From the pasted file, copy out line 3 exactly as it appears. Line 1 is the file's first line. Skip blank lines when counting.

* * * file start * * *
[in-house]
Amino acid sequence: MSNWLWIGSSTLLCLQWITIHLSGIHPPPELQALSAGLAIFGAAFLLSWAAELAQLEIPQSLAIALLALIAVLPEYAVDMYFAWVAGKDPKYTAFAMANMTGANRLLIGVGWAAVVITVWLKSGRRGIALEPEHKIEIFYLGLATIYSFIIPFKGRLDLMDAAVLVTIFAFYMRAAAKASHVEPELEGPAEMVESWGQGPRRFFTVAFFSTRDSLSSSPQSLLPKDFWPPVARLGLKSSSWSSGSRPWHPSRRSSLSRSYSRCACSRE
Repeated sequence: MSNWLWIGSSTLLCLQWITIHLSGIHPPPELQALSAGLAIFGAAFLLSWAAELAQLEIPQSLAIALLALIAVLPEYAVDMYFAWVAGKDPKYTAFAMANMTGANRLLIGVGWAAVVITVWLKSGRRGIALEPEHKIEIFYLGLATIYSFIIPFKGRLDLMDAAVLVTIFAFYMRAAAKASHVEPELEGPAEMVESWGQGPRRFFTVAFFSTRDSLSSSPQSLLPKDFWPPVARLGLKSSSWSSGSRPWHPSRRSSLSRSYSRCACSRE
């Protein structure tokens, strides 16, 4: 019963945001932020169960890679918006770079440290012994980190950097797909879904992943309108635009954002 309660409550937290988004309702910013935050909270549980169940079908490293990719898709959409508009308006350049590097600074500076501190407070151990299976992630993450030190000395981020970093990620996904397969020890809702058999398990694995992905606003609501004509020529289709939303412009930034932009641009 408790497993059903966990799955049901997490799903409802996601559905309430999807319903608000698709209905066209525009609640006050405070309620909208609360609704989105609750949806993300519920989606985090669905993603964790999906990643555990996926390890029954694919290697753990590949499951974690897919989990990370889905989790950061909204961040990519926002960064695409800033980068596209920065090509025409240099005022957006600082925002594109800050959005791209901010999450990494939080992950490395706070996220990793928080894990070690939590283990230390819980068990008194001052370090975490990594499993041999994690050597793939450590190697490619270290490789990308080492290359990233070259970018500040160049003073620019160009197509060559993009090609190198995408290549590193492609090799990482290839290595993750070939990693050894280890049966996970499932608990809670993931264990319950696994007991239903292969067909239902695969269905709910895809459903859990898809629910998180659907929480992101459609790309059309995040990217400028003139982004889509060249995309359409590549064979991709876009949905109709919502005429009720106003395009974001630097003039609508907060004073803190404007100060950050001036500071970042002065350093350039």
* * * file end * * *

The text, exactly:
Repeated sequence: MSNWLWIGSSTLLCLQWITIHLSGIHPPPELQALSAGLAIFGAAFLLSWAAELAQLEIPQSLAIALLALIAVLPEYAVDMYFAWVAGKDPKYTAFAMANMTGANRLLIGVGWAAVVITVWLKSGRRGIALEPEHKIEIFYLGLATIYSFIIPFKGRLDLMDAAVLVTIFAFYMRAAAKASHVEPELEGPAEMVESWGQGPRRFFTVAFFSTRDSLSSSPQSLLPKDFWPPVARLGLKSSSWSSGSRPWHPSRRSSLSRSYSRCACSRE